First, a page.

Tanzania may start Helium production in 2021

Monday July 11 2016

Helium, a scarce gas, is used in high-tech devices such as MRI medical scanners and radiation monitors. FILE PHOTO | NATION MEDIA GROUP.

Helium, a scarce gas, is used in high-tech devices such as MRI medical scanners and radiation monitors. FILE PHOTO | NATION MEDIA GROUP. 


Commercial production from the vast helium field recently discovered in Tanzania may be five years in the future, the CEO of the Norway-based company spearheading the project has cautioned.

“If all goes according to plan, we could be in production by 2020 or 2021,” Helium One chief Thomas Abraham-James said in a July 8 telephone interview.

Additional testing will be carried out next year as part of a “feasibility analysis” focused on the Lake Rukwa find, Mr Abraham-James added. “With all these projects, we need to drill and confirm that the gas exists beyond any doubt.”

Helium One, a startup firm incorporated last year, must also raise capital before it can begin extracting the gas, the CEO said. The company is reportedly seeking $40 million in investments.

News of the Rukwa find has prompted speculation on the part of some Tanzanians that the country may be on the brink of a helium bonanza.

British and Norwegian researchers' discovery of a reservoir that could contain 54 billion cubic feet of helium could ultimately generate “hundreds of millions of dollars” in revenues, Mr Abraham-James estimated.

Small global market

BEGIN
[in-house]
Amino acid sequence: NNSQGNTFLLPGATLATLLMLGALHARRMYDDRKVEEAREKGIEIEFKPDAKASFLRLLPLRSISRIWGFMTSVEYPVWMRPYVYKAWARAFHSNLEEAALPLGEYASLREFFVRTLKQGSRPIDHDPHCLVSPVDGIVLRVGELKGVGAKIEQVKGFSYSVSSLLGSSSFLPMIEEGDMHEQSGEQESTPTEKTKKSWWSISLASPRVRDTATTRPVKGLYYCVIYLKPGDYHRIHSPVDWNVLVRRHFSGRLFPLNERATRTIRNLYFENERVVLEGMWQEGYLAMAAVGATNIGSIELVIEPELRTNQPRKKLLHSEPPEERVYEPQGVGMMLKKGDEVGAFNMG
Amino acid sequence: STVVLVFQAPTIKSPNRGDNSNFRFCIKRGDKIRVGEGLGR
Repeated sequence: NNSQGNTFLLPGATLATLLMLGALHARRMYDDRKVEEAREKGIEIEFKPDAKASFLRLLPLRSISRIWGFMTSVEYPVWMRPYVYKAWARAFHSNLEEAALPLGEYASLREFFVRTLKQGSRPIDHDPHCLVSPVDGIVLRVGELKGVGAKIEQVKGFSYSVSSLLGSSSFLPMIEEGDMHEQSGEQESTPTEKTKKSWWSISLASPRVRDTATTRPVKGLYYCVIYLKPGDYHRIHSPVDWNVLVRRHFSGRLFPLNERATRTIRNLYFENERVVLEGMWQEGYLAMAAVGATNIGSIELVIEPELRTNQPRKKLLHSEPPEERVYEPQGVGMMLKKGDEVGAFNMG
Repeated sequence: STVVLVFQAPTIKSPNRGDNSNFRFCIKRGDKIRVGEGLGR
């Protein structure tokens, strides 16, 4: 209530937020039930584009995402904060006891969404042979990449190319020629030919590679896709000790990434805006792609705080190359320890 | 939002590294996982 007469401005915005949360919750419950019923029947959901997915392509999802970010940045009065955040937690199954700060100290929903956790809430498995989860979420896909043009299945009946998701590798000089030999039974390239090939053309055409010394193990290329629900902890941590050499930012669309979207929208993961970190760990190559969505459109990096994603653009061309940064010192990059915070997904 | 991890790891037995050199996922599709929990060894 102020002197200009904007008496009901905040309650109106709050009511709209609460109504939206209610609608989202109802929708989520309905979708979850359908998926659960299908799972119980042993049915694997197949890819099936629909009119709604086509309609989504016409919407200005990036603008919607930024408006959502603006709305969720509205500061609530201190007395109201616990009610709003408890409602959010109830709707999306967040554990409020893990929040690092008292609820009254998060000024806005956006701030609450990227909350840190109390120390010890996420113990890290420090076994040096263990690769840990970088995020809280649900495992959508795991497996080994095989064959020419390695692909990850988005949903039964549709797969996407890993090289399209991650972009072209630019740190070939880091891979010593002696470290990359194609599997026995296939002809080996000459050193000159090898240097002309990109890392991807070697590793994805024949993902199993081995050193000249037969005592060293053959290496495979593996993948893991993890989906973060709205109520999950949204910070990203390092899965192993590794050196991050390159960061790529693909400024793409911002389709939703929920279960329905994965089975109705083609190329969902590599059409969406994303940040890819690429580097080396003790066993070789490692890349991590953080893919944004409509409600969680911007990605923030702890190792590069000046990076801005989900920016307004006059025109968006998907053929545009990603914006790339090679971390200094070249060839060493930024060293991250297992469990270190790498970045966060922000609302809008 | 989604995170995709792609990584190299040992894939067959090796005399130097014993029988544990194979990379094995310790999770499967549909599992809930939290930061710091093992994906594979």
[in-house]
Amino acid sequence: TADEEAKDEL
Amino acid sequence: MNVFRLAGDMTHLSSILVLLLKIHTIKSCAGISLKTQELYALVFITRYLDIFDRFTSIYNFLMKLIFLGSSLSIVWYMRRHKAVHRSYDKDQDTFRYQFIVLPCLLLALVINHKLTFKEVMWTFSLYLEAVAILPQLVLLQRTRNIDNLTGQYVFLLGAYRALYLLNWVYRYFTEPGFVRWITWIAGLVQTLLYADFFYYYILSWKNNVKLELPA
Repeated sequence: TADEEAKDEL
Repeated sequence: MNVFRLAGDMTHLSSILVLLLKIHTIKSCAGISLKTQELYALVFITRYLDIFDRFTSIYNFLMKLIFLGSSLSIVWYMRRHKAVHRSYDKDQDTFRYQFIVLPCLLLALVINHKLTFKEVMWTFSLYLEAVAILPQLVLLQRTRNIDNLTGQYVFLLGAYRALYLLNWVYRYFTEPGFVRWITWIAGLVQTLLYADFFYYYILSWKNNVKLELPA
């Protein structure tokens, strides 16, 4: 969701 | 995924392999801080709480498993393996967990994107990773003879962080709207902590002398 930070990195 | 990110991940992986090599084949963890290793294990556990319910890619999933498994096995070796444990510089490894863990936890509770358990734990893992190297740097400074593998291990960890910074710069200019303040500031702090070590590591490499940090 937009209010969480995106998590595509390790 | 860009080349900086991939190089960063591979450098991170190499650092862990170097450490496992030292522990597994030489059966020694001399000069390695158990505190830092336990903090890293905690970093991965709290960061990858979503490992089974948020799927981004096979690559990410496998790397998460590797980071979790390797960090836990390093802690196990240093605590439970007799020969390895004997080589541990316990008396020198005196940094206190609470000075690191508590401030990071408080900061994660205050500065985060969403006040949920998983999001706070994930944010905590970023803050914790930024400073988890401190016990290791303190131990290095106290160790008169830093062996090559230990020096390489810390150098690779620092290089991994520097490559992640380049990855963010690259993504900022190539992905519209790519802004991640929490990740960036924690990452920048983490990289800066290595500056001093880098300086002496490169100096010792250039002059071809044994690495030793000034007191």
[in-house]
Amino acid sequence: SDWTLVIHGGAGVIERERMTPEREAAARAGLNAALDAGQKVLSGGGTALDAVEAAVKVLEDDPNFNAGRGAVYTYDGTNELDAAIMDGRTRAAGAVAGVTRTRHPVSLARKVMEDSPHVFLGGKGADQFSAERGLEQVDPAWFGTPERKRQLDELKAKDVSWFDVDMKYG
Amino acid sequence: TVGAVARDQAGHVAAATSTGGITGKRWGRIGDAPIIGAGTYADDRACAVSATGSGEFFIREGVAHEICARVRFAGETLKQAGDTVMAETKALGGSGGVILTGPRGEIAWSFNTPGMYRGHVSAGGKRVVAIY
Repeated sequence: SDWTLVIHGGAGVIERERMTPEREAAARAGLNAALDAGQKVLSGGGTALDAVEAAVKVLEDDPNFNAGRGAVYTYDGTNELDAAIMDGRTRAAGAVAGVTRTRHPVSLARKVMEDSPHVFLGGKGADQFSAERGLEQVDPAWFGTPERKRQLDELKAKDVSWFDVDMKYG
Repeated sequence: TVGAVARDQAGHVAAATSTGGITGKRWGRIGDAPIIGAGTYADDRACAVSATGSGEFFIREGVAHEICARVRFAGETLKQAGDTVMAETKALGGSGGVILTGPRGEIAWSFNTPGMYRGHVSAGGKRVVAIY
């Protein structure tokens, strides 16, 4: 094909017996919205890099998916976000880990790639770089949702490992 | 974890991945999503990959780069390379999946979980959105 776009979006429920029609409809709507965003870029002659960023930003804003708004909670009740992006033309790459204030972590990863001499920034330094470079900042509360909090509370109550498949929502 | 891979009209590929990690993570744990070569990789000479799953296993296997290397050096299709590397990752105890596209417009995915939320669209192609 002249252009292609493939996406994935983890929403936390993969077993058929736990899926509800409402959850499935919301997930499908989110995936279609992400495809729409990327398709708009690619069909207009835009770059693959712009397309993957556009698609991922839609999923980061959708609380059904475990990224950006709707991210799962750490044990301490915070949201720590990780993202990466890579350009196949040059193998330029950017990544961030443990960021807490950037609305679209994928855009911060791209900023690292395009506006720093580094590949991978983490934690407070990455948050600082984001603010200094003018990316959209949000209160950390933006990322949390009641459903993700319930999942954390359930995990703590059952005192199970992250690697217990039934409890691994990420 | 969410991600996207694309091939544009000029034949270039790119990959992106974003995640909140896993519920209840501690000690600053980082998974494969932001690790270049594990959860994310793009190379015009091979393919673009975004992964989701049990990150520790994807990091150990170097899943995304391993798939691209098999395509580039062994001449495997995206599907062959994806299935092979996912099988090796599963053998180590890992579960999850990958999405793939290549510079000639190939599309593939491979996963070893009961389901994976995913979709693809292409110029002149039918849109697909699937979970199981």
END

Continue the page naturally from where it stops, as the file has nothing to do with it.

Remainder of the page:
But the Norway-based CEO warned against viewing the discovery as the potential equivalent, in monetary terms, of Tanzania's enormous natural gas reserves.

“There's a small global market for helium,” Mr Abraham-James noted. “You can never compare it to oil, natural gas or even gold mines.”

Helium is used in a variety of high-tech devices such as magnetic resonance imaging (MRI) scanners that identify medical conditions.

Worldwide supply of the gas is not abundant, with the United States controlling the largest-single helium reserve of 24.2 billion cubic feet. The Tanzania discovery could prove more than twice that size, which would be sufficient to meet global demand for nearly seven years.

But conservation measures by users and increased production of helium by Russia and Qatar, as well as the U.S., have recently eased shortages of the gas.

Helium One is licensed by the Tanzanian government to explore for helium at three sites in the country. The company has looked for the gas in other East Africa countries along the Rift Valley, “but we don't believe they have the right geology” that would result in similar finds of helium, Mr Abraham-James said.